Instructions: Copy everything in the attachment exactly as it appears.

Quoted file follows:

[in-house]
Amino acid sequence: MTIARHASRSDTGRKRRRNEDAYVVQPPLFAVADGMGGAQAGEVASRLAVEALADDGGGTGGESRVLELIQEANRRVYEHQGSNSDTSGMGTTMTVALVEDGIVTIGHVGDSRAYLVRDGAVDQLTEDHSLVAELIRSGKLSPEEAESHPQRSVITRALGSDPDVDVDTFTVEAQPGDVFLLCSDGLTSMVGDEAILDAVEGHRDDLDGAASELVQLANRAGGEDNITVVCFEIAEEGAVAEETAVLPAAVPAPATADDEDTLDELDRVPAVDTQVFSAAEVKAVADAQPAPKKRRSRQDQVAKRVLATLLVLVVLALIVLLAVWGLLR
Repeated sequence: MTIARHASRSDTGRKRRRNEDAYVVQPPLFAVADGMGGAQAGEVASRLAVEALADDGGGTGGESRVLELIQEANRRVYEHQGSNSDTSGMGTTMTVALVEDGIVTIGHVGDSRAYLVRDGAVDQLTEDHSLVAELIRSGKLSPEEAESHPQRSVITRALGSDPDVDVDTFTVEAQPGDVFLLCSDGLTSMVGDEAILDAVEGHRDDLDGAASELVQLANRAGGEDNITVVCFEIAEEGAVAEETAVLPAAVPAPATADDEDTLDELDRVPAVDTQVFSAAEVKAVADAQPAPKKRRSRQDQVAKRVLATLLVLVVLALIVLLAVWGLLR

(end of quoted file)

[in-house]
Amino acid sequence: MTIARHASRSDTGRKRRRNEDAYVVQPPLFAVADGMGGAQAGEVASRLAVEALADDGGGTGGESRVLELIQEANRRVYEHQGSNSDTSGMGTTMTVALVEDGIVTIGHVGDSRAYLVRDGAVDQLTEDHSLVAELIRSGKLSPEEAESHPQRSVITRALGSDPDVDVDTFTVEAQPGDVFLLCSDGLTSMVGDEAILDAVEGHRDDLDGAASELVQLANRAGGEDNITVVCFEIAEEGAVAEETAVLPAAVPAPATADDEDTLDELDRVPAVDTQVFSAAEVKAVADAQPAPKKRRSRQDQVAKRVLATLLVLVVLALIVLLAVWGLLR
Repeated sequence: MTIARHASRSDTGRKRRRNEDAYVVQPPLFAVADGMGGAQAGEVASRLAVEALADDGGGTGGESRVLELIQEANRRVYEHQGSNSDTSGMGTTMTVALVEDGIVTIGHVGDSRAYLVRDGAVDQLTEDHSLVAELIRSGKLSPEEAESHPQRSVITRALGSDPDVDVDTFTVEAQPGDVFLLCSDGLTSMVGDEAILDAVEGHRDDLDGAASELVQLANRAGGEDNITVVCFEIAEEGAVAEETAVLPAAVPAPATADDEDTLDELDRVPAVDTQVFSAAEVKAVADAQPAPKKRRSRQDQVAKRVLATLLVLVVLALIVLLAVWGLLR